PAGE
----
Protests Over Racism, Death of George Floyd Spread to Small Towns

Print More
Est. Read Time: 6 mins
Riegelsville Protest Racism George Floyd

A woman attending an anti-racism protest in Riegelsville Tuesday holds a sign referencing the death of George Floyd, a black man who was killed when a white Minneapolis police officer kneeled on his neck for nearly nine minutes. The police officer, Derek Chauvin, was fired and is charged with murder. Floyd’s final words–which included the statement “I can’t breathe”–have become a rallying cry for a largely peaceful uprising against racism throughout the U.S. over the past two weeks.

The anti-racism movement that began in Minneapolis following the death of George Floyd has spread across the country, with peaceful protests now being held or planned in many smaller communities that traditionally have not been home to large minority populations.

On Tuesday, Riegelsville, Bucks County, became the latest small town to host a protest in response to what many people believe is rampant institutionalized racism in the United States; racism they say was evident in the death of Floyd, an African-American man who was killed May 25 when a white police officer knelt on his neck for nearly nine minutes.

Floyd’s funeral was held in Houston, Texas, Tuesday.

Protest organizer Jamie Davis, right, helps another speaker address the crowd Tuesday along Durham Road in Riegelsville borough.

At the Riegelsville protest, which was advertised as a rally for unity and equality, organizer Jamie Davis said she was inspired to plan the event because she doesn’t want her young son to face the same discrimination she was aware of growing up as an African-American in a predominantly white community.

“We were faced with some of the challenges around institutionalized racism,” she recalled, adding that her adoptive mother was advised at the time not to foster a “brown child.”

Co-organizer Pamela Ptak discussed the history of the anti-racism movement in the U.S., which predates the work of Dr. Martin Luther King Jr. in the 1960s.

The accomplishments of that era “gave courage to people who were without a voice,” she said, but noted that there is more work to be done.

“Even if we’re in a small town, it’s important for us to make our voices heard,” Ptak told those present. “It is our duty to be the voice of those who have been silenced.”

Protest co-organizer Pamela Ptak of Upper Bucks County speaks at the event Tuesday.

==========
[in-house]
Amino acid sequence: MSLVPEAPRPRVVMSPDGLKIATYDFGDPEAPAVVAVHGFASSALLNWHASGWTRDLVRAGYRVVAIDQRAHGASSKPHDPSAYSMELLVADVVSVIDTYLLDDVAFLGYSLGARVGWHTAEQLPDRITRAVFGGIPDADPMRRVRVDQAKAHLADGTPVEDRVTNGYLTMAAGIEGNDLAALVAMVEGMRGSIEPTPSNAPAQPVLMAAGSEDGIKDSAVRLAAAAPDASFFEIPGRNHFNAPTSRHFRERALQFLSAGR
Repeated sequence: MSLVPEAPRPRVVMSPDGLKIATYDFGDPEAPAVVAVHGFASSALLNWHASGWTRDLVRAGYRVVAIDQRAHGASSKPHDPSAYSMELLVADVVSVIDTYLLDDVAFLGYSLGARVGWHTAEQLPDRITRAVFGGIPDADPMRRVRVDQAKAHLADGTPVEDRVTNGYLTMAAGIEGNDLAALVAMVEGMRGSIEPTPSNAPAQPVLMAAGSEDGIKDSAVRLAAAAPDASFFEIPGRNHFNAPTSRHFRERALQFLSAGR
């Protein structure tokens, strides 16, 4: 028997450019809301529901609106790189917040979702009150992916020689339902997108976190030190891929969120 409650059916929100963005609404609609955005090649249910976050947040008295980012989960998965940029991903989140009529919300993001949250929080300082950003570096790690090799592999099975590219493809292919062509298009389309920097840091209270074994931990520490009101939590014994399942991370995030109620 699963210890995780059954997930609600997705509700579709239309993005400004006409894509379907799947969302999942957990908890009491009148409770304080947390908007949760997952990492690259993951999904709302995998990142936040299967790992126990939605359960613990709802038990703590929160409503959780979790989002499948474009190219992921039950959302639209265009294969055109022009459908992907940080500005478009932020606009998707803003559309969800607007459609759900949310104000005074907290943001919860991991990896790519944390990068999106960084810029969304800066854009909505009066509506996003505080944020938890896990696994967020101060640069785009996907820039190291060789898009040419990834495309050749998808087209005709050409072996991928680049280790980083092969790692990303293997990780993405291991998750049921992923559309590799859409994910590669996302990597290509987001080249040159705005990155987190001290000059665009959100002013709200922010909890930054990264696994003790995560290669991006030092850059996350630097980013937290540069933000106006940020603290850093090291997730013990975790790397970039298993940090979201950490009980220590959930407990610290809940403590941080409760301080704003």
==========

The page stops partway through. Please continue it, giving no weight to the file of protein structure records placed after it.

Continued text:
Laura Lawrence, treasurer for the Bethlehem chapter of the NAACP, encouraged attendees to become involved with her organization, noting that its membership isn’t defined by skin color.

“This is the moment, everyone,” she said, which prompted the crowd to break into applause. “It’s been a long road and I’m tired. It’s time for change. This is the time.”

“There’s only one race,” she added. “The human race.”

The protest meeting place was by the Durham Road footbridge along the Delaware canal, about a block east of Rt. 611 in the borough of Riegelsville.

Most participants arrived carrying signs that expressed outrage over Floyd’s death and the politics of racism in the U.S., but supplies were also available to make them on-site.

After listening to remarks by Davis as well as other speakers and participating in a folk music singalong, the group marched the two short blocks to the intersection of Delaware and Easton roads, where the only traffic light in the small borough is located.

There they filled the sidewalks along Delaware Road at the light, chanted phrases like “Black Lives Matter” which have become rallying cries in the fight against racism and solicited support from passing motorists, some of whom honked their horns and displayed their own signs to demonstrate their solidarity with the movement.

Later, the group split up, with some marching uphill to the fire station and others heading north along Rt. 611 toward the Riegelsville Public Library, continuing to draw the attention of motorists as they did.

Most of the roughly 100 people who participated in the protest wore face masks, due to the ongoing coronavirus pandemic. Social distancing guidelines were not observed by most protesters, who were out of the street and stood on narrow sidewalks.

The spread of the protest movement to small towns in eastern Pennsylvania will continue this week, with others planned throughout the area.

A peaceful demonstration in support of Black Lives Matter is planned in Hellertown–tentatively outside Borough Hall–this Saturday, June 13 at noon.

Hosted by the group Saucon Democrats, as of Tuesday more than 100 people had registered interest in the rally, according to a Facebook event created for it.

Attendees are advised to bring signs, wear masks and practice social distancing.

Protesters march from Durham Road to the intersection of Delaware and Easton roads in the heart of Riegelsville borough.

NAACP Bethlehem chapter treasurer Laura Lawrence drew applause from the crowd of about 100 protesters when she told them “this is the moment” when institutionalized racism in the U.S. will finally be toppled.

Protesters fill one of the street corners at the only traffic light in Riegelsville, where they held signs and shouted messages like “Black Lives Matter,” receiving support from many passing motorists as they did.

A pickup truck flying a Blue Lives Matter flag to symbolize support for police passed by the protest and drew the attention of some participants, some of whom held signs critical of police practices. The protest in Riegelsville remained peaceful and there was no visible police presence throughout it. The small borough is patroled by troopers from the Pennsylvania State Police barracks at Dublin.

Leave a Review or Comment